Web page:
HOUGHTON - Houghton County candidates answered questions on pressing issues facing the county at a Keweenaw Peninsula Chamber of Commerce forum Thursday.
Present were Houghton County Prosecuting Attorney Michael Makinen (Democrat) and challenger Pam Dobbs (Republican); Houghton County Treasurer Kathleen Beattie (R) and challenger Linda Pizzi (D); Houghton County Board of Commissioners District 1 candidates Tom Tikkanen (R) and Rick Kasprzak (D); District 3 Commissioner Anton Pintar (D); and District 5 candidate Judith Rupley (D). District 5 Commissioner Tim Palosaari (R) did not attend because of illness, while independent District 3 challenger Bill Manderfield was also not present.
Candidates answered a series of questions developed by the League of Women Voters of the Copper Country.
Garrett Neese/Daily Mining Gazette
Fredi de Yampert, standing, of the Copper Country League of Women Voters, talks at a forum for Houghton County candidates hosted by the Keweenaw Peninsula Chamber of Commerce Thursday.
Asked about a new county jail, the county commissioner candidates agreed a new jail was needed, but that voters would only embrace a cheaper solution. County voters rejected a $15 million, 110-bed proposal by a margin of 3-to-1 in 2010.
Pintar said the earliest he could see a successful jail proposal was 2016. That proposal would likely be smaller, and be funded by a bond lasting 15 years instead of 30 years, he said. In the meantime, he said, renovations to the newer jail make it subject to new Department of Corrections standards.
"There's a limited amount we can do even with maintenance of the jail," he said.
Tikkanen said it was unfortunate the jail was defeated, but that he believes an affordable plan can be created.
"The voice of the people prevailed," he said. "Nevertheless, the problem has not gone away."
Kasprzak said the problem voters saw with the jail was the size of the proposal; a more scaled-down model might work, he said.
"It's something we desperately need, no doubt about it," he said.
Rupley said she would support a 60-bed facility, with plumbing and other utilities designed for the possibility of expansion.
"If you built it right, you could add onto it later on," she said.
On the question of the recently approved revisions to the county's master plan, candidates stated their opposition to the idea of county-wide zoning, an opinion shared by the current county board and planning commission.
While the master plan is well-written, Tikkanen said, residents have questions about it. He said the county has an opportunity for "smart growth," contrasting it with the Traverse City area, which he said has become overbuilt.
Kasprzak said he supports the master plan, but that "Houghton County is so diverse, it would be impossible" for the county to develop the needed regulations.
Rupley said the county should have a master plan for economic reasons, but that on zoning, "we're going to let the townships have the zoning they want to."
On the subject of waste removal, Pintar said he would like to see the county add a countywide recycling program, as well as hazardous waste collection. Kasprzak said he agreed with Pintar's waste collection idea, and also suggested seeing if the Retired & Senior Volunteer Program electrical appliances collection was feasible on a countywide level. Tikkanen said transfer of solid waste would be an issue from an economic standpoint; he also addressed the need for removing the trash along recreational trails, and hoped there was a way to subsidize volunteers bringing it to the transfer station.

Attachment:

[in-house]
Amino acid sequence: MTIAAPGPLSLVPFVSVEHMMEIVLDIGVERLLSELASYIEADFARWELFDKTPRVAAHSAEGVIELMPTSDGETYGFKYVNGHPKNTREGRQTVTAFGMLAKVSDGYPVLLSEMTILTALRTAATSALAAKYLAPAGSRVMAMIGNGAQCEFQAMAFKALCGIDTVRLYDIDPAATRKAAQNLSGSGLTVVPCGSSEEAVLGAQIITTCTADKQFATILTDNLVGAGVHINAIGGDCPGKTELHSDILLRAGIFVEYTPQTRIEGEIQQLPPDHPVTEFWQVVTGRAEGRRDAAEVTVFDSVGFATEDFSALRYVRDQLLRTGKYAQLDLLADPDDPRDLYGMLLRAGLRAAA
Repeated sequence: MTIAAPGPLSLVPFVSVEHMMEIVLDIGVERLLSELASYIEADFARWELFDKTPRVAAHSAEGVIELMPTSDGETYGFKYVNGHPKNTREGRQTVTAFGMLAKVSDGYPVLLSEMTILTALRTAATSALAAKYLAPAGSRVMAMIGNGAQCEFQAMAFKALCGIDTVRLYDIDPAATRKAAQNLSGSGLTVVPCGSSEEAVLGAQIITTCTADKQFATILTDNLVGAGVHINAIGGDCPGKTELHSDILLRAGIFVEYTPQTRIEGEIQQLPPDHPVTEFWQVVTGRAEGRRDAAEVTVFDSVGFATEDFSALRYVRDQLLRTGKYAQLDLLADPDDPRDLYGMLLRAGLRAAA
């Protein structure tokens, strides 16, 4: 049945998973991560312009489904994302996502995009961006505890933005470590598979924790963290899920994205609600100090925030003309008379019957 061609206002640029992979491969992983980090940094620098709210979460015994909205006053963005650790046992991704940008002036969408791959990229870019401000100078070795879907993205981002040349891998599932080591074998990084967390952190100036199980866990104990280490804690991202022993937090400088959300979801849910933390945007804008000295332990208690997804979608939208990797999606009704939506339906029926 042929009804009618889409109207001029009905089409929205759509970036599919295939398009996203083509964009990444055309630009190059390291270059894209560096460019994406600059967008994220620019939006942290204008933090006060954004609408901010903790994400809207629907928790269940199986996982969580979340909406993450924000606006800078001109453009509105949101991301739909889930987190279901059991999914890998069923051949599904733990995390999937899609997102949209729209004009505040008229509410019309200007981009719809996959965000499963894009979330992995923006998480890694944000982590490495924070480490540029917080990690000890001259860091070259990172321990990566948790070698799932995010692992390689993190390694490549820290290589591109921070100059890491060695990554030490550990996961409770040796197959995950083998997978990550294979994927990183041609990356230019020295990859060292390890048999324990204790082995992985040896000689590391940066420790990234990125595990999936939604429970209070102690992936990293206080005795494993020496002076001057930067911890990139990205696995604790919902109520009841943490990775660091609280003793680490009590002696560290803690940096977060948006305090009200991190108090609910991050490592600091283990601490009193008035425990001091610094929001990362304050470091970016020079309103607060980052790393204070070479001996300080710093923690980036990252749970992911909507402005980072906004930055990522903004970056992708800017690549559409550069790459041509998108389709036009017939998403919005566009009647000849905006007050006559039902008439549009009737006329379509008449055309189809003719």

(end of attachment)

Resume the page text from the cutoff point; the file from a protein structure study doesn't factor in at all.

In the prosecutor's race, Makinen said his goals for another term would include continuing to bring the assistant prosecutor to a position where she will be able to succeed him someday if he retires or something happens to him.
The office has also reorganized the role of an office manager, and said there would be the potential of combining the office functions with the Friend of the Court office. Dobbs said she would work to "rebuild confidence in the prosecutor's office" among law enforcement and other groups.
"It's important for the county these relationships be established and strengthened," she said.
Makinen said he had an "open-door policy" for law enforcement.
"Officers can and do come into my office on a regular basis. ... There is no problem in that regard," he said.
In the treasurer's race, Beattie discussed things she introduced, including establishing the Houghton County Land Bank Authority, and pro-ownership measures such as allowing people with delinquent taxes the opportunity to pay by credit card.
"I will do everything within my power to help you, because I'm very passionate about my job," she said.
Pizzi said she planned to continue the land bank, and would also pursue grant opportunities for the county.
Many of the county candidates, plus State Rep. Matt Huuki, R-Atlantic Mine, and Democratic challenger Scott Dianda, will be at the League of Women Voters' candidate forum on children's issues. That is scheduled for 6:30 to 9 p.m. Sept. 28 at the Hancock Middle School auditorium.